Doctor of Nursing
Recent changes in health care delivery and emerging health care needs have made advanced nursing knowledge essential for practicing nurses. Wilmington University's Doctor of Nursing Practice (DNP) degree program prepares Advanced Practice Registered Nurses to meet those rising demands.
What is DNP?
The DNP is the highest practice-focused degree in nursing and is designed to prepare expert clinicians. In contrast to the Doctor of Philosophy (Ph.D.), which places more emphasis on conducting original research, the Doctor of Nursing Practice is a practitioner's degree that develops well-integrated skills which are immediately applicable.
Why WilmU DNP?
The WilmU DNP program delivers an innovative curriculum emphasizing healthcare engineering and interdisciplinary collaboration among faculty, hospitals, community leaders, and policy makers. Students learn to utilize both theory and data to promote the highest quality of care at an advanced level of professional nursing practice.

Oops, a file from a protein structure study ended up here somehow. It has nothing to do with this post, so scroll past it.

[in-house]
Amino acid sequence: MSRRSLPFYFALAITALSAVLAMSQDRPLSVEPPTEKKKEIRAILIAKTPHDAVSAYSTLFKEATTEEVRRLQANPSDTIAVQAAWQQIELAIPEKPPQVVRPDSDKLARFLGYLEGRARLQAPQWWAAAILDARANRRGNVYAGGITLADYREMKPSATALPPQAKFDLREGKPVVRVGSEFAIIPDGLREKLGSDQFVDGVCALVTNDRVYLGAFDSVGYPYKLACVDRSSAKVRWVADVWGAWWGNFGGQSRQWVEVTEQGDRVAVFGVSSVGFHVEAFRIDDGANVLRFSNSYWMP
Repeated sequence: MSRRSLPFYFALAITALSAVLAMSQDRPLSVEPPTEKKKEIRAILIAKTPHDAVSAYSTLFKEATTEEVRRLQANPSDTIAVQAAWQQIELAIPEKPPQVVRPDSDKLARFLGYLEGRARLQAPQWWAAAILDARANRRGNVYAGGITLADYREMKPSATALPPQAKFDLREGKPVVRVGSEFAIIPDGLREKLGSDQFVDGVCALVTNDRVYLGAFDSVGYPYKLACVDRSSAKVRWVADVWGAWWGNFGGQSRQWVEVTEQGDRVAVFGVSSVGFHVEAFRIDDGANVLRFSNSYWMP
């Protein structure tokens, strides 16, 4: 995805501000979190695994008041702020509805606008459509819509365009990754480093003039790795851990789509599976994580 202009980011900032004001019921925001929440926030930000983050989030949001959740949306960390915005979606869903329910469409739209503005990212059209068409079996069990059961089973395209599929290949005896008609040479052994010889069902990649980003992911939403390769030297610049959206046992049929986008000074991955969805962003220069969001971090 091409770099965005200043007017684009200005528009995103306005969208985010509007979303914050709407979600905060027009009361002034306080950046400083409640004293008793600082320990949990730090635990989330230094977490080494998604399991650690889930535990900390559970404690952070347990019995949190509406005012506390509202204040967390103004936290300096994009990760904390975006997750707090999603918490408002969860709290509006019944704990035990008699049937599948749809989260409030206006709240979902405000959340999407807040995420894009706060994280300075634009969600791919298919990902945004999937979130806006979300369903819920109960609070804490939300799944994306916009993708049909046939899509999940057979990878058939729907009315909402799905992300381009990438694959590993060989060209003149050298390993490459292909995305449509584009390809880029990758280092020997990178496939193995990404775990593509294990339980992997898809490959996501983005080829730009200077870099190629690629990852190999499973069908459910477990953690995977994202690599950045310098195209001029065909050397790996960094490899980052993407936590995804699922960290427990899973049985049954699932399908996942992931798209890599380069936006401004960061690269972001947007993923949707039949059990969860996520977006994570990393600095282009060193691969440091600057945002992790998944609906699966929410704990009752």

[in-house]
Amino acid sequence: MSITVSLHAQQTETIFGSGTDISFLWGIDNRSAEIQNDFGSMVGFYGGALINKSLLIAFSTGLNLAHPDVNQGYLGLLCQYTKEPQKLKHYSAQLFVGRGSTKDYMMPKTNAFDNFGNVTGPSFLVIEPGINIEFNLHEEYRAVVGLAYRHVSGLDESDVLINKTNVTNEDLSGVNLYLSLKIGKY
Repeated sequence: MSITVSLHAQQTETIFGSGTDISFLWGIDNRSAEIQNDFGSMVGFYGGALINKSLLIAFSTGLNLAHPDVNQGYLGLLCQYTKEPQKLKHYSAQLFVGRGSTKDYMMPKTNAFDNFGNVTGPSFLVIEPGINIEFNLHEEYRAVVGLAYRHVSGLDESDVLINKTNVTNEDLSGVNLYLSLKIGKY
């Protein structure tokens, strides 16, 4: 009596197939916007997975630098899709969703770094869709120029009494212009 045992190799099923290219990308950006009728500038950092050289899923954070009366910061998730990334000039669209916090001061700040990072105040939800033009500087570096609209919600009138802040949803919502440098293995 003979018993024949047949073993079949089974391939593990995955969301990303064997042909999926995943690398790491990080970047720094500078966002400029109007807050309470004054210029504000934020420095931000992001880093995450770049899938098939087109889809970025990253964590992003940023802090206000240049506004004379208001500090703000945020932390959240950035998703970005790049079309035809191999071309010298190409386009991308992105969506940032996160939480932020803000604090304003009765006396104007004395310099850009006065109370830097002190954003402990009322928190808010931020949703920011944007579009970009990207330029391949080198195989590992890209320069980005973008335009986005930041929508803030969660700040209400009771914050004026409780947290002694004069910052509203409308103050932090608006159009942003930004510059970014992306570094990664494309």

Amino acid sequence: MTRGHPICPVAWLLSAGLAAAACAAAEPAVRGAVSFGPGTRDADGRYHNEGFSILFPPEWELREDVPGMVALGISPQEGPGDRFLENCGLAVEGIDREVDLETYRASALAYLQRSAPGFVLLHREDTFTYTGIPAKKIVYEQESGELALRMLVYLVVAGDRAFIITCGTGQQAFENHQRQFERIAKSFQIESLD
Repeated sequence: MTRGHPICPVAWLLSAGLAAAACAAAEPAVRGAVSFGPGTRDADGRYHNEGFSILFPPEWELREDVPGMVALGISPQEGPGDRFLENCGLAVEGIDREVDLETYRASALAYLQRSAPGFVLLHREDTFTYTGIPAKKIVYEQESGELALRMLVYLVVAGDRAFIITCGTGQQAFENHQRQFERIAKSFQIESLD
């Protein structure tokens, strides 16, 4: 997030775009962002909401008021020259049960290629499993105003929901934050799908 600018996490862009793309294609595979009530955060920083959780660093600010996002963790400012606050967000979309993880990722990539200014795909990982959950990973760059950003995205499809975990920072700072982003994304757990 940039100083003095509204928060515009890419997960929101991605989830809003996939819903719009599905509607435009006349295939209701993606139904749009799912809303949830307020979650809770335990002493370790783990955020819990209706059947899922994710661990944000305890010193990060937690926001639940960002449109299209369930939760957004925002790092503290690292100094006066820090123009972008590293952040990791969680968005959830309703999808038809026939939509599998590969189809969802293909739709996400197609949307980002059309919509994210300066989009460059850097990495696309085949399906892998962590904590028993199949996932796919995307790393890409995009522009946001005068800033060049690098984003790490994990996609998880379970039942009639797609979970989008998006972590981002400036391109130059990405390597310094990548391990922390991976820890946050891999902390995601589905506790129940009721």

The DNP program offers individualized learning within a cohort of scholars. We feature one of the most affordable DNP tuitions in the United States. Online cohorts begin every January (Spring Semester) and hybrid cohorts begin every September (Fall Semester). This is part of our commitment to making education affordable, personalized, and convenient.
With a DNP, your career options are limitless. Make a mark on nursing administration, leadership and more.
Interested candidates must have a master’s degree in nursing with a focus as a Nurse Practitioner (NP), Clinical Nurse Specialist (CNS), Certified Nurse Midwife (CNM), or Certified Registered Nurse Anesthetist (CRNA).
Don't have a master's degree in nursing? WilmU offers a Master of Science in Nursing (MSN) degree program.
WilmU has a lot to offer. Explore other WilmU traditional or online degree programs.
This information applies to students who enter this degree program during the 2015-2016 Academic Year. If you entered this degree program before the Fall 2015 semester, please refer to the academic catalog for the year you began your degree program.